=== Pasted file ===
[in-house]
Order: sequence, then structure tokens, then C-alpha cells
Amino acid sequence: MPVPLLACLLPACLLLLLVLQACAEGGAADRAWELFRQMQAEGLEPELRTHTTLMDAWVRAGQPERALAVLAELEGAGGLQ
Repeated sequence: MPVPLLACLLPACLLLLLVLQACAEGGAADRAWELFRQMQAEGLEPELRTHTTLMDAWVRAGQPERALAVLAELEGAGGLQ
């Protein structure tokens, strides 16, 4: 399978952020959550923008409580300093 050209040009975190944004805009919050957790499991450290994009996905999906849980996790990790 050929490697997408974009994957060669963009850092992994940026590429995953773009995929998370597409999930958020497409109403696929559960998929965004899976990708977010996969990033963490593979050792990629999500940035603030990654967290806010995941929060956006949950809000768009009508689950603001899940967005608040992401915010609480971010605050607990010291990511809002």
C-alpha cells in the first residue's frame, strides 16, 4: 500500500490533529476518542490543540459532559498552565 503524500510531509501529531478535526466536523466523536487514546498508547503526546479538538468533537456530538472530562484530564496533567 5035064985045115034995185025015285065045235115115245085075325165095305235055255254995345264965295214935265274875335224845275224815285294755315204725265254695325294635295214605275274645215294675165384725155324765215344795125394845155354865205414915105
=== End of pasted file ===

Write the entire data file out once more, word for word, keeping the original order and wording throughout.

[in-house]
Order: sequence, then structure tokens, then C-alpha cells
Amino acid sequence: MPVPLLACLLPACLLLLLVLQACAEGGAADRAWELFRQMQAEGLEPELRTHTTLMDAWVRAGQPERALAVLAELEGAGGLQ
Repeated sequence: MPVPLLACLLPACLLLLLVLQACAEGGAADRAWELFRQMQAEGLEPELRTHTTLMDAWVRAGQPERALAVLAELEGAGGLQ
């Protein structure tokens, strides 16, 4: 399978952020959550923008409580300093 050209040009975190944004805009919050957790499991450290994009996905999906849980996790990790 050929490697997408974009994957060669963009850092992994940026590429995953773009995929998370597409999930958020497409109403696929559960998929965004899976990708977010996969990033963490593979050792990629999500940035603030990654967290806010995941929060956006949950809000768009009508689950603001899940967005608040992401915010609480971010605050607990010291990511809002």
C-alpha cells in the first residue's frame, strides 16, 4: 500500500490533529476518542490543540459532559498552565 503524500510531509501529531478535526466536523466523536487514546498508547503526546479538538468533537456530538472530562484530564496533567 5035064985045115034995185025015285065045235115115245085075325165095305235055255254995345264965295214935265274875335224845275224815285294755315204725265254695325294635295214605275274645215294675165384725155324765215344795125394845155354865205414915105